Social media has a plethora of opportunities for individuals to feed their vanity…klout scores, follower numbers, blog subscribers, page views…all of which we make our personal decisions about, in terms of which, if any of them, are important to us. 

I have been pondering the vanity question for a while and whether it matters that there is undoubtedly an element of this to most social media interaction. For me, provided I am aware of this aspect of it and honest with myself about it, then that’s fine. At the end of the day, humans respond to recognition and praise, feedback and interaction and always have done, regardless of what form it takes.

So for now, with some caution and self-awareness and in small doses, I am embracing my social vanity…how about you?



Choices. We all make them every day, many inconsequential but others with real potential ramifications, for us and for others.

This weekend, I was reminded of a quote that really resonates with me

“It is our choices that show what we truly are, far more than our abilities”

Particularly at the current time, the news is full of dramatic stories: the questionable ethical behaviour revealed by the recent phone hacking debacle at News International, the terrible events in Norway and their dignified, inspiring response to it, the untimely death of Amy Winehouse

People are complex, organisations even more so. But every choice that we can have can have consequences…personally and professionally.

For me, that’s food for thought for the week ahead.

And the quote? Harry Potter: The Chamber of Secrets by J.K. Rowling – some of the most insightful comments are made in children’s books, in my humble opinion 🙂

Like countless others in the UK and elsewhere, I have been following reports of the closure of News of the World, the allegations of phone hacking and the apparent corporate cover-up of News International.  I am genuinely shocked by the tactics of intimidation, the extent of collusion between politicians and media and the perceived inability or lack of will of anyone in power to change the status quo. I have clearly been highly naive about how things truly operate..

This type of topic is way out of my blogging comfort zone and others are far more qualified, knowledgeable and insightful than me on it (check out Flip Chart Fairy Tales and the Pub Philosopher to name a few). But there are many aspects of the events which make me truly angry: not least the fact that the Editor at the time of some of the worst alleged hacking incidents, remains in her very senior post within News International (at the time of writing!) whilst 200 current staff are losing their jobs.

This afternoon I heard David Bowie’s ‘Heroes’ on the radio and it really struck a chord with me about the power and courage of ordinary individuals to make a stand. The News International saga has a few of these, without whom the full extent of what has been going on would never have been widely publicised: Tom Watson and Chris Bryant both Labour MPs and Nick Davies, a reporter for the Guardian newspaper in particular.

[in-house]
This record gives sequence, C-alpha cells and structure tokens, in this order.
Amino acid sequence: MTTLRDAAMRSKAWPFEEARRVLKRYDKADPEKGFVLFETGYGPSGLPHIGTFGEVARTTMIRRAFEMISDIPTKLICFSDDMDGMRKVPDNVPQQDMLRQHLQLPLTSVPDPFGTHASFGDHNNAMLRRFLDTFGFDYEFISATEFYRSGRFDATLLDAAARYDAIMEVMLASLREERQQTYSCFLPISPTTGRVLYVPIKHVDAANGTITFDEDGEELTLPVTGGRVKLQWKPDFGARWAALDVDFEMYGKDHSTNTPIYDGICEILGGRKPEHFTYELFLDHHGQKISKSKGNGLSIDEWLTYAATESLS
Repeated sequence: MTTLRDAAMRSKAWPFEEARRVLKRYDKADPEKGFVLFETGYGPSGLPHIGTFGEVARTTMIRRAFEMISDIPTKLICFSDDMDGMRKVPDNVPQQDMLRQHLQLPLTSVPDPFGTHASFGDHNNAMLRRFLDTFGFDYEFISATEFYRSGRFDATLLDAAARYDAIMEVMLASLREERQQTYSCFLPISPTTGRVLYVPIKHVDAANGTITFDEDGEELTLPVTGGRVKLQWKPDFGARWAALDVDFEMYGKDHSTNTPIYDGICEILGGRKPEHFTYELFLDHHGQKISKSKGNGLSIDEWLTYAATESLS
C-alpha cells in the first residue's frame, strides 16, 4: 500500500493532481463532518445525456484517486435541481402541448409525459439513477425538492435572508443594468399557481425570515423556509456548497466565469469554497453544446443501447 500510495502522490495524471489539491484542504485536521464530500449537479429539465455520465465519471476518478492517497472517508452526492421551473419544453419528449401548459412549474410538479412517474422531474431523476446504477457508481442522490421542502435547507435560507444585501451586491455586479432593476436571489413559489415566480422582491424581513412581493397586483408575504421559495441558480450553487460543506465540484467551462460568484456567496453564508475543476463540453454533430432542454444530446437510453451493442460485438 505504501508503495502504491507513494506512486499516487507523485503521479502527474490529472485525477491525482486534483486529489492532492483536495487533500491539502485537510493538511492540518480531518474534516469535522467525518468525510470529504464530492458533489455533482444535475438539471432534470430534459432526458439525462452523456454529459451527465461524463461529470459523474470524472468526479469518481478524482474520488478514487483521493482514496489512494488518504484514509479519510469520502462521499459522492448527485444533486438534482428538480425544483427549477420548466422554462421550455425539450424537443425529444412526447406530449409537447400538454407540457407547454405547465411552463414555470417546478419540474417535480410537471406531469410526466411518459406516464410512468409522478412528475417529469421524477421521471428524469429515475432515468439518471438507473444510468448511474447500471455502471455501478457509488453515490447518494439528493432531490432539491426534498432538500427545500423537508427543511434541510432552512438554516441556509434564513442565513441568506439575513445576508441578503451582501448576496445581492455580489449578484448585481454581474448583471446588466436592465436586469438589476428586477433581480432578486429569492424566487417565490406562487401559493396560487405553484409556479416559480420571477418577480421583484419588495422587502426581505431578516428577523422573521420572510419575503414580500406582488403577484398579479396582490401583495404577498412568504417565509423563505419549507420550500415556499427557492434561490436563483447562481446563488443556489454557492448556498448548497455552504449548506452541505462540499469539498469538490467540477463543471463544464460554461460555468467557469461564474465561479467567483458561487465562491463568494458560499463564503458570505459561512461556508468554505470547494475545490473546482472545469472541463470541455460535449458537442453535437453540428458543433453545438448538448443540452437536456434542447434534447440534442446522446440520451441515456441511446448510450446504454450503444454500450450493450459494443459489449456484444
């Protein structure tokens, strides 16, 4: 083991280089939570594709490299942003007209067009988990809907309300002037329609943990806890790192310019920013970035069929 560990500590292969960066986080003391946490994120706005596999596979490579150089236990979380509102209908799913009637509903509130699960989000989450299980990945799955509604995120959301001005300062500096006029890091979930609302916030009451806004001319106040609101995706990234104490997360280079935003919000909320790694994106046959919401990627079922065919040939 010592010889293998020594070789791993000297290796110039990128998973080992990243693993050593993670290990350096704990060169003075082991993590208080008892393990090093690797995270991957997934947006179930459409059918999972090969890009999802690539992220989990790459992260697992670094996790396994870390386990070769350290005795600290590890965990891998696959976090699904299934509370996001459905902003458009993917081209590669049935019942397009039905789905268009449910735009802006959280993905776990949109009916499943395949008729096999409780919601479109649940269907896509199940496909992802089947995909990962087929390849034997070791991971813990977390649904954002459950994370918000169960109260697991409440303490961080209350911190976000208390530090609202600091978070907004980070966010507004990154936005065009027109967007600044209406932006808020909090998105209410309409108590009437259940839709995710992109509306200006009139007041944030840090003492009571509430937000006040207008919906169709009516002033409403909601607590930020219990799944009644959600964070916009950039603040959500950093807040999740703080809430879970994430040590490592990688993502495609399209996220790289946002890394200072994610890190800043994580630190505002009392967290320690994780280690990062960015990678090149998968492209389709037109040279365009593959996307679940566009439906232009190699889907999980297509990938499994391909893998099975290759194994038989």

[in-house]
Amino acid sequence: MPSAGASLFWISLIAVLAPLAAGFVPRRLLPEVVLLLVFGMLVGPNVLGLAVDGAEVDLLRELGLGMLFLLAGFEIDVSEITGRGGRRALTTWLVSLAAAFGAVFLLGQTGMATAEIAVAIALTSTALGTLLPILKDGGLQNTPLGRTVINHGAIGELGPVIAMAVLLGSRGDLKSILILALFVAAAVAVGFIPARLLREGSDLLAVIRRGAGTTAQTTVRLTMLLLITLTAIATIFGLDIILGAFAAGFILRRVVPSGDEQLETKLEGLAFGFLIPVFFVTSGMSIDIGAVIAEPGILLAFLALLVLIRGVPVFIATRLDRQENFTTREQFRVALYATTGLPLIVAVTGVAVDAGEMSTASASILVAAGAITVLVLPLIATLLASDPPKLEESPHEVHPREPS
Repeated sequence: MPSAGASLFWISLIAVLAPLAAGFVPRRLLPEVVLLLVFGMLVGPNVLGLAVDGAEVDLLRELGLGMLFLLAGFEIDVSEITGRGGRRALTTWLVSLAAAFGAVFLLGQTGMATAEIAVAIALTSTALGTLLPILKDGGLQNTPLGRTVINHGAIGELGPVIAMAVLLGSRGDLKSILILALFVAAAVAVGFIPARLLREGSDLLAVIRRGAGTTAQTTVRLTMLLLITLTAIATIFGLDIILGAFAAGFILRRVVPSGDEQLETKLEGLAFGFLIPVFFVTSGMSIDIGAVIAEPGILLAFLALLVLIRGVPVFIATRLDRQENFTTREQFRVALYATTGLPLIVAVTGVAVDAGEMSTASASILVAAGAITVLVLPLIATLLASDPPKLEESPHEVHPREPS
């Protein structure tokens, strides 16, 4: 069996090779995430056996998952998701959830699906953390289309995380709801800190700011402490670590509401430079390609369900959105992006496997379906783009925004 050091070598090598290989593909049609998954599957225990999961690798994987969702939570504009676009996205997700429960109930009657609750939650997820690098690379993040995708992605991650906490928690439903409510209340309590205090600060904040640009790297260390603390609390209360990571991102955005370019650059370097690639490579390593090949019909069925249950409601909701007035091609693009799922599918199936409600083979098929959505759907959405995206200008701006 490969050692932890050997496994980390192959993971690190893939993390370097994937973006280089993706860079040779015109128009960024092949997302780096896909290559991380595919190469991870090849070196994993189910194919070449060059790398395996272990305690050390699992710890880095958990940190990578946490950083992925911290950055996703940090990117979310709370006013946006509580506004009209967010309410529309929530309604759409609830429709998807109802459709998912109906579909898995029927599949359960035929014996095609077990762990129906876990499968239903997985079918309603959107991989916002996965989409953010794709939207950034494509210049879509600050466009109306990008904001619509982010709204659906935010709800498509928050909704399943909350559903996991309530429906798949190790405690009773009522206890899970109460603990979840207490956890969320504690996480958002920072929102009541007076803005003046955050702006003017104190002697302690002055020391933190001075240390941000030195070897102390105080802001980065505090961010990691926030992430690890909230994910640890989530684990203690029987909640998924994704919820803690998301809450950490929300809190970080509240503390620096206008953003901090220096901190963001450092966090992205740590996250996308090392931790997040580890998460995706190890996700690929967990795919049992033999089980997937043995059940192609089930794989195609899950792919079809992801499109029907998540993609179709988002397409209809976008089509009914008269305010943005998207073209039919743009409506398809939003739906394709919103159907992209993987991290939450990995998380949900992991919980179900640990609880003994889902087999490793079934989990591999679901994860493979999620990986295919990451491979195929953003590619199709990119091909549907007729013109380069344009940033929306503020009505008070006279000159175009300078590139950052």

The song inspires me to think about how we as people, as business leaders and as HR professionals can make a difference, to challenge the status quo, to make sure we bring our values to work. To ensure that we prevent anything like this happening in our organisations and on our watch.

I, I will be king
And you, you will be queen
Though nothing will
Drive them away
We can beat them
Just for one day
We can be Heroes
Just for one day


My children are coming to the end of their first year in Reception and have learnt a huge amount since they started school…their reading, writing and general knowledge have come on in leaps and bounds. More than anything though, I see them starting to manage relationships with other children, learning how to navigate friendships, deal with conflict and resolve disagreements.

One of my daughters has been periodically troubled with the relationship with her “best friend” and things came to a bit of a head last week, when the friend would not let her play all day. Not unusual at this age (particularly with girls!) all fixable and resolvable.  But after talking it through with my 5-year-old, I was struck that many of these skills she is learning now, are precisely the ones that adults also need in the workplace, or any other environment where you can’t always choose who shares your space.

Here’s what we covered…with some of my follow-up thoughts

  • Actions speak louder than words

Listen to people’s actions as well as their words: if someone says they are your best friend, expect them to behave like it. As an adult, if someone’s behaviour doesn’t correlate to their espoused values then there is a trust issue and you will inevitably question their authenticity. Remember the flip-side too that others will judge you in the same way and always be consistent and deliver on what you say

  • Sometimes people don’t change

Sometimes we can change our behaviour; at other times it is so ingrained that we can’t. Change has to come from the individual and unless they want to change and are committed to doing so, things will stay the same. Find a way to get on with each-other and have a reasonable working relationship, but assume that they won’t change the things that annoy you. It’s not your job to make them change

  • Have lots of friends, not just one

Placing all of your eggs in one basket is never a good idea, either as a 5-year-old in the playground or as an adult who has a close working relationship with only one colleague. Try and branch out, ‘play’ with other people and be open to ideas, opportunities and challenges from all sorts of different people. Be inclusive of all friends or colleagues, so that you can share the learning and develop further

  • Remember what you have control over